Saturday, June 25, 2016

River Cleanup with Central Jersey Stream Team


We worked in the South Branch Raritan River through the South Branch/Branchburg area not very far upstream of the confluence with the North Branch, removing more than a hundred tires and some assorted junk. Central Jersey Stream Team formed in 2013, after a family canoe trip down the South Branch.

"We saw more tires than wildlife," Steve told me. He is an Eagle Scout, so experienced in organizing projects. In three years time, more than 3000 tires have been pulled from the river, and about five tons of metal. Over lunch, some of us discussed the possibility of the removal of so much rust changing the river's pH a little for the better.

Anyone can volunteer. Central Jersey Stream Team's website has a sign-on function. I know I want to do this again, whether or not I have time this summer or next. An excellent group of regulars has a lot more fun than any drudgery.

Whatever the purpose, I like being on a river or wading a river or walking the edge and bank. I'm not limited to fishing, but I especially like practical involvement in some form or other, so long as I take my moments of wide-open appreciation for the surroundings. That's not limited to sight, which involves my camera in turn, since I pay attention to birdsong. And what people have to say.

Next time, I hope to find more tires. At least today, one I sighted in the immediate vicinity of the big tractor tire discovery apparently had some valuable significance for removal, whether or not the others would have found it anyway. We loaded the canoe I steadied, careful that it did not tip with all my expensive camera equipment in the bag on board! Ultimately, we hope to find fewer and fewer, but we're aware that with flood erosion, tires now buried under mud will at least partially emerge. There's work to be done yet. Steve told me they've found plenty dating from the 1950's, whitewalls from a long gone era deposited for us to take and leave a river cleaner than a century ago for the future.

 Andy Still prepares to place a tire in the canoe I used.

 Working a big one.





Treading for tires.

Monday, June 20, 2016

North Branch Raritan River Summer Trout


Another day with choice in the balance: dog park or a little fly fishing with the black Lab. Well, this time I planned days in advance to do the fly fishing! And as it turned out, in the middle of vacuuming the house, I realized I had minutes before 8:00 p.m., grabbed my gear, and found the two-weight fly line on my Flyrise 1 had somehow got seriously loop-wrapped. Took me 15 minutes to unloop and unwind it all, tie on a Muddler Minnow and go, but I would not comprise on my chosen light approach.

I came for smallmouths, and another fly fisherman happened to be leaving as I got the two photos. He'd caught a redbreast sunfish and seven-inch smallmouth, missed a few trout upstream, and told me about two-pound smallmouths upstream last summer. He used an eight-weight rod--so convincing, that.

I fished a favorite run where I caught a smallmouth fly fishing a few years ago, missed two hits probably from sunfish, and then got freaked out about my camera set aside in the bushes. Some other guy had stopped on his bicycle nearby for a long time, suddenly left, and I hurried to have a look. Of course the camera remained. When you're older, you've had some experience and can't let be as when young and vulnerable.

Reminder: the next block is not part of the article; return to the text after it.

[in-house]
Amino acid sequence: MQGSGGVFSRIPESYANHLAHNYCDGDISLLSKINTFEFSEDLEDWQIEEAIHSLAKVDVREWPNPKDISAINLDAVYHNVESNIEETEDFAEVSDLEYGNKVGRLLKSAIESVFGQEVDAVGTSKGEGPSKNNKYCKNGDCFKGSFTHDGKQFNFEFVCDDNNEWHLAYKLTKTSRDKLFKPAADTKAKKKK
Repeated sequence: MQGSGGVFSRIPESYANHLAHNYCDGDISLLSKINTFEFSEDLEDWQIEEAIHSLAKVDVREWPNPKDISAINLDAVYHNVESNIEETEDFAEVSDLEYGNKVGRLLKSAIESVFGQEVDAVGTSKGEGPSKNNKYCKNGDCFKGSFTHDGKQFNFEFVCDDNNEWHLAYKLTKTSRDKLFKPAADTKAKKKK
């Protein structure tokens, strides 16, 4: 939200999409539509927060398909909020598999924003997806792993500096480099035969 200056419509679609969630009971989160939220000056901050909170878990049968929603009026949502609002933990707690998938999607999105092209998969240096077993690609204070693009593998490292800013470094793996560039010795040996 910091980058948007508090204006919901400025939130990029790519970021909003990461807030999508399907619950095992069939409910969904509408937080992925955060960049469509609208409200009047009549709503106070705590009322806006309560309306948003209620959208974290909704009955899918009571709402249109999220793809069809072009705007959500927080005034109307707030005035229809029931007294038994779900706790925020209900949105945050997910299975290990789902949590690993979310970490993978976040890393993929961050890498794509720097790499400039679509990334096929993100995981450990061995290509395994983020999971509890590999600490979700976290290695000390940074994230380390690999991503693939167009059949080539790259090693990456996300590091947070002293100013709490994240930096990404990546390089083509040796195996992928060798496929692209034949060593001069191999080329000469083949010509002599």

But this put me just downstream of the exit bridge, and soon I noticed some sip rises. Trout remain in this stretch all through summer. The water temperature surely in the 70's somewhere, I never would go out intending to catch trout with water this warm, but with trout rising in front of me...well. Pretty soon, a trout struck the Muddler at the surface with a splash. Two others barely lipped the fly, but finally one of them whacked it as I stripped, and I caught the rainbow.

I released the trout and it seemed to be perfectly OK. I kept fishing long enough to make sure it didn't belly up somewhere near me. Apparently this fish's lactic acid level resulted in no lethal end.

What a nice half hour to end the day! That's the beauty of a clean smallmouth bass--er--trout river near home. Both.


Photo Shoot Afternoon at Round Valley Recreation Area


Bright mid-day sun isn't ideal for photography, but much of the time I just have to take what I can get. Patricia and I spent Father's Day at Round Valley Recreation Area through the main gate for a little more than a couple of hours in the heat. My favorite of all the photos I took is the candid shot of her absorbed in thought. I had been busy trying to photograph a small blue flower with a sunburst pattern, a shot that didn't work out well. Since I got this photo of my wife in the shade and with my 18-55mm Nikkor kit lens, I feared for the worst, but Lightroom is a savior and the kit lens...really isn't as bad as I tend to think. But you can see the blue in the distant trees I couldn't get right, and the sky is bleached out, so once again, I think I'm buying the 17-55mm that costs a lot of money.

The other shots used my Tokina 11-16mm--great lens--and Nikkor 70-200mm f/4 with a 1.4 Nikkor extender and my Nikon D7100 set to 1.3 crop factor. (I used my tripod to get a shot of the carp at quite a distance.)







 About a hundred carp swarmed in the back of Ranger Cove. The angle--fish at a distance--made them look like a miracle of lake trout at the surface on a 93-degree afternoon.